and a high proportion of patients with early developmental lesions affecting the thalamus developed ESES or PSPEA,13,14,16
but the question of whether patients with PSPEA have a higher frequency of early developmental lesions than comparable patients without PSPEA remained unanswered. We considered that the best way to obtain a control group for patients with PSPEA was to gather a population of patients with a similar clinical presentation and then determine sleep potentiation. An alternative approach of our study enrolling only patients with EEG-proven PSPEA or ESES would not have provided a control group, leaving the main question of our study unanswered.
The classic definition of ESES requires a generalized spike-wave index of at least 85% of the slow wave sleep tracing.5,20
Our study considered this definition, but also looked at patients with lower percentages of sleep potentiation. The 85% threshold is an arbitrarily set value in the initial definition of ESES5,20
and it has been largely followed.5,23–25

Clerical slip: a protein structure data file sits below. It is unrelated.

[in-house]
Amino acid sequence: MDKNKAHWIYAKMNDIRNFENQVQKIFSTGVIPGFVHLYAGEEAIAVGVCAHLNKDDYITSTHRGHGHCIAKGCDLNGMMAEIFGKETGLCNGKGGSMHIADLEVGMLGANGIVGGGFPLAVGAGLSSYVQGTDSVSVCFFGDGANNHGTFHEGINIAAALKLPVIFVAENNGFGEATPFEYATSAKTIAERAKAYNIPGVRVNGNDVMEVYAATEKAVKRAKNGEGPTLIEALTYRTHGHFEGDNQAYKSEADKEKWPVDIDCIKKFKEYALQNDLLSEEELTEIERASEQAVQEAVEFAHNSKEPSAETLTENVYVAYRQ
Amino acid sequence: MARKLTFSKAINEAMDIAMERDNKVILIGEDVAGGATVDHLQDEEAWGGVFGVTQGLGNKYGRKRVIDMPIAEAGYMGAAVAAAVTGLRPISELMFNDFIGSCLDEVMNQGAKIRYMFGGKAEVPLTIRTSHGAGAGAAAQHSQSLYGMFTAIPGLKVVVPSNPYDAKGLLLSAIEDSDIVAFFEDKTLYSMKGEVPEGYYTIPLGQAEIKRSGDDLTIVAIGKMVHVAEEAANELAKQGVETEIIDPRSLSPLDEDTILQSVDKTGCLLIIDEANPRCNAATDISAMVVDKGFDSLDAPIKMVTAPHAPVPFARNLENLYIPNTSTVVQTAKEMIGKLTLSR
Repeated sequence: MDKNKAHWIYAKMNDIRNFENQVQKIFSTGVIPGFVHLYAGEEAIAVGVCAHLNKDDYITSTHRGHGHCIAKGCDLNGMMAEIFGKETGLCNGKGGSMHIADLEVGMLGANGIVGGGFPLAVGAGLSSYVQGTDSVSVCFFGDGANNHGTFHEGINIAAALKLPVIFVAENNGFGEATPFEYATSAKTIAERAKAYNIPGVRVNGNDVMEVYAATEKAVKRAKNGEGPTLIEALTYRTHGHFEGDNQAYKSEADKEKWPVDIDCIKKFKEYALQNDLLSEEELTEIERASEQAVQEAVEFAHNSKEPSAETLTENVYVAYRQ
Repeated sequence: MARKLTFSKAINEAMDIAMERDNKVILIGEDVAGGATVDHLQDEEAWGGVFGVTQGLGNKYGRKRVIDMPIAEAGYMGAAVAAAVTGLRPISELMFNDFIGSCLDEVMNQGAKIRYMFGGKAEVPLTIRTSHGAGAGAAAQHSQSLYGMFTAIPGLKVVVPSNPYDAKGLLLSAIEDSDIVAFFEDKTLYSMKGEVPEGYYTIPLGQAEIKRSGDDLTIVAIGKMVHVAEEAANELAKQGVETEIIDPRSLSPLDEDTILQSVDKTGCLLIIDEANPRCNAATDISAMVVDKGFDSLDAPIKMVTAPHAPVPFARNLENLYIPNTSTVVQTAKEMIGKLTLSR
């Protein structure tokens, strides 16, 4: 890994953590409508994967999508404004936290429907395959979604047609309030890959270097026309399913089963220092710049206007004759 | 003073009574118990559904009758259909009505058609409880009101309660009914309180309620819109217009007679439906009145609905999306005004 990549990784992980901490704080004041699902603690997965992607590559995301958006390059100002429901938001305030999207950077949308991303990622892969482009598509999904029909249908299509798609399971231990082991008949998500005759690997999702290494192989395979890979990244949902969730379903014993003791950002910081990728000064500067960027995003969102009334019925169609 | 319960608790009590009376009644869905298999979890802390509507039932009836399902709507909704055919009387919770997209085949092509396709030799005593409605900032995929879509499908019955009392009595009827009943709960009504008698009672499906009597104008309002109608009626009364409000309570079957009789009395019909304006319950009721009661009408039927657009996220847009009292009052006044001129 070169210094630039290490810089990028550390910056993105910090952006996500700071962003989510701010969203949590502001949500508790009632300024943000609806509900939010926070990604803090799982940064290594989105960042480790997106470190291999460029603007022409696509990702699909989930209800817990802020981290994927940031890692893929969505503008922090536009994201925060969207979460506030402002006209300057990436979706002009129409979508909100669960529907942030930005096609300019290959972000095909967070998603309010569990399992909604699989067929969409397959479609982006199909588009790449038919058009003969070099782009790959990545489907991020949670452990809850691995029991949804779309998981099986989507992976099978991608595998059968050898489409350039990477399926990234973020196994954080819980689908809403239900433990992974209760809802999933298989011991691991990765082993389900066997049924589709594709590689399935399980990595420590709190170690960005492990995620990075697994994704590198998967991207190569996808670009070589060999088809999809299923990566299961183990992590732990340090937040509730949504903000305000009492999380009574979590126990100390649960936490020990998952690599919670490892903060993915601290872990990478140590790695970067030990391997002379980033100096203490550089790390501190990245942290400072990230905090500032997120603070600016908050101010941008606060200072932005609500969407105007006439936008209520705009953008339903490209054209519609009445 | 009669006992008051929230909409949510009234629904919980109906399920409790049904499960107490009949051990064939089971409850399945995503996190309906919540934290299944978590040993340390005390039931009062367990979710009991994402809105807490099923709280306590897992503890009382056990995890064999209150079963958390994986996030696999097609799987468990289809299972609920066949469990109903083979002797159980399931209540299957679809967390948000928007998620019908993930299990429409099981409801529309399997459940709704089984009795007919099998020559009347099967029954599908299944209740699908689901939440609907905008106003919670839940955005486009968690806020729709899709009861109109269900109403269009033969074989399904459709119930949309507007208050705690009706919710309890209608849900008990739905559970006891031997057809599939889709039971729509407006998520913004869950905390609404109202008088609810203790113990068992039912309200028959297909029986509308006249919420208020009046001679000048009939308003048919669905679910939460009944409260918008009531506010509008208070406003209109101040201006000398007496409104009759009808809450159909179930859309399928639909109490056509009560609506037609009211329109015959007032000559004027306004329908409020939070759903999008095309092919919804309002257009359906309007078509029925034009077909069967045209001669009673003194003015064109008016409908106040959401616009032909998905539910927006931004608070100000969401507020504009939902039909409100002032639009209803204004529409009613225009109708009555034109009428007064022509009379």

However, the International League Against Epilepsy (ILAE) criteria do not provide a cutoff value and only require “continuous diffuse spike-waves during slow wave sleep.”3
Other authors also consider that a lower percentage may also be consistent with ESES.26,27
We decided to include this cutoff value, but not to exclude patients with lower percentages in order to include patients along the continuum of this entity according to the ILAE definition.3
Comparing patients with and without PSPEA, a basic mechanism with different intensity of expression may shed additional light on the basic pathophysiology leading to ESES than comparing patients above and below an arbitrary threshold. In order to permit comparability with classic studies, we provided a comparison in the subgroup of cases comparing patients with a spike percentage during non-REM sleep above and below 85%.
In order to study a homogeneous population we have excluded patients with multifocal origin of epileptiform discharges, but a similar study of early developmental lesions in patients with multifocal PSPEA is under way.
Our series demonstrate that patients with PSPEA present with a higher frequency of early developmental lesions, and a higher frequency of thalamic lesions is seen in these patients than in those without PSPEA. The most frequent early developmental lesions were strokes. Early developmental lesions, especially those affecting the thalamus, and particularly in the setting of an early stroke, may play a role in the development of PSPEA.